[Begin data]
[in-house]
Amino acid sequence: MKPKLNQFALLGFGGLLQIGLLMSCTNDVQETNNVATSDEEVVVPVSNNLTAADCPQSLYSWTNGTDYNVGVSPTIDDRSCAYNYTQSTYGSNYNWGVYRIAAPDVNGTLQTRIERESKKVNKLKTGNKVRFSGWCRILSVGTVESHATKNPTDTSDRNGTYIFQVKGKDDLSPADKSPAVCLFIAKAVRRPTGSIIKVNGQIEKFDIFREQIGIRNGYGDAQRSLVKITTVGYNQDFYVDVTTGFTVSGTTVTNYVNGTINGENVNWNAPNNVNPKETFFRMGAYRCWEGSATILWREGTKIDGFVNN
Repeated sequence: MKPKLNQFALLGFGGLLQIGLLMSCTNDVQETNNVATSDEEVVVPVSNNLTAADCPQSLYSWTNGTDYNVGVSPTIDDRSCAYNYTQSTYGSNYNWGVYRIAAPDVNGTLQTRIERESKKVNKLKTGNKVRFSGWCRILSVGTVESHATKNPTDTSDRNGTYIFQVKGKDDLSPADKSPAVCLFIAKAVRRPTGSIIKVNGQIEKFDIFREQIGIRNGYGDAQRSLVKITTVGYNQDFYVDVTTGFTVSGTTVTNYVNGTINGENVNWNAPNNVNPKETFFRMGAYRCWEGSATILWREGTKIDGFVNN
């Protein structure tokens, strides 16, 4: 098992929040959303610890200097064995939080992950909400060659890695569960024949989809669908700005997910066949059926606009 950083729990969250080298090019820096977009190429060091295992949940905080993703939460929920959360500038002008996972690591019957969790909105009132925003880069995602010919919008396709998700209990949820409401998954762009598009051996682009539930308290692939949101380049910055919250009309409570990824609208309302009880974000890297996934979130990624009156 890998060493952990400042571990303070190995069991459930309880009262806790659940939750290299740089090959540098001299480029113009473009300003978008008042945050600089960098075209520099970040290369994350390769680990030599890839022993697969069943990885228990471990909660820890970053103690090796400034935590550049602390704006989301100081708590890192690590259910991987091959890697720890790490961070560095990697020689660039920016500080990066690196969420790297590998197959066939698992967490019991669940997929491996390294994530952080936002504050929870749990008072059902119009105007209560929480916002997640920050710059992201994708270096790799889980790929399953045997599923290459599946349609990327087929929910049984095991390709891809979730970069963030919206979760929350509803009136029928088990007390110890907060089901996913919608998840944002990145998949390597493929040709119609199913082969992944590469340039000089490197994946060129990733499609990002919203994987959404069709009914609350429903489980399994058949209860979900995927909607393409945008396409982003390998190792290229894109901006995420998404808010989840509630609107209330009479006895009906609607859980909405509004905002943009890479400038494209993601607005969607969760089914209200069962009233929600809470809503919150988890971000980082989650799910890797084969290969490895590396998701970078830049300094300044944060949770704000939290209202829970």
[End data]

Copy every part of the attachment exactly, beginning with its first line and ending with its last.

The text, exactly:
[in-house]
Amino acid sequence: MKPKLNQFALLGFGGLLQIGLLMSCTNDVQETNNVATSDEEVVVPVSNNLTAADCPQSLYSWTNGTDYNVGVSPTIDDRSCAYNYTQSTYGSNYNWGVYRIAAPDVNGTLQTRIERESKKVNKLKTGNKVRFSGWCRILSVGTVESHATKNPTDTSDRNGTYIFQVKGKDDLSPADKSPAVCLFIAKAVRRPTGSIIKVNGQIEKFDIFREQIGIRNGYGDAQRSLVKITTVGYNQDFYVDVTTGFTVSGTTVTNYVNGTINGENVNWNAPNNVNPKETFFRMGAYRCWEGSATILWREGTKIDGFVNN
Repeated sequence: MKPKLNQFALLGFGGLLQIGLLMSCTNDVQETNNVATSDEEVVVPVSNNLTAADCPQSLYSWTNGTDYNVGVSPTIDDRSCAYNYTQSTYGSNYNWGVYRIAAPDVNGTLQTRIERESKKVNKLKTGNKVRFSGWCRILSVGTVESHATKNPTDTSDRNGTYIFQVKGKDDLSPADKSPAVCLFIAKAVRRPTGSIIKVNGQIEKFDIFREQIGIRNGYGDAQRSLVKITTVGYNQDFYVDVTTGFTVSGTTVTNYVNGTINGENVNWNAPNNVNPKETFFRMGAYRCWEGSATILWREGTKIDGFVNN
């Protein structure tokens, strides 16, 4: 098992929040959303610890200097064995939080992950909400060659890695569960024949989809669908700005997910066949059926606009 950083729990969250080298090019820096977009190429060091295992949940905080993703939460929920959360500038002008996972690591019957969790909105009132925003880069995602010919919008396709998700209990949820409401998954762009598009051996682009539930308290692939949101380049910055919250009309409570990824609208309302009880974000890297996934979130990624009156 890998060493952990400042571990303070190995069991459930309880009262806790659940939750290299740089090959540098001299480029113009473009300003978008008042945050600089960098075209520099970040290369994350390769680990030599890839022993697969069943990885228990471990909660820890970053103690090796400034935590550049602390704006989301100081708590890192690590259910991987091959890697720890790490961070560095990697020689660039920016500080990066690196969420790297590998197959066939698992967490019991669940997929491996390294994530952080936002504050929870749990008072059902119009105007209560929480916002997640920050710059992201994708270096790799889980790929399953045997599923290459599946349609990327087929929910049984095991390709891809979730970069963030919206979760929350509803009136029928088990007390110890907060089901996913919608998840944002990145998949390597493929040709119609199913082969992944590469340039000089490197994946060129990733499609990002919203994987959404069709009914609350429903489980399994058949209860979900995927909607393409945008396409982003390998190792290229894109901006995420998404808010989840509630609107209330009479006895009906609607859980909405509004905002943009890479400038494209993601607005969607969760089914209200069962009233929600809470809503919150988890971000980082989650799910890797084969290969490895590396998701970078830049300094300044944060949770704000939290209202829970």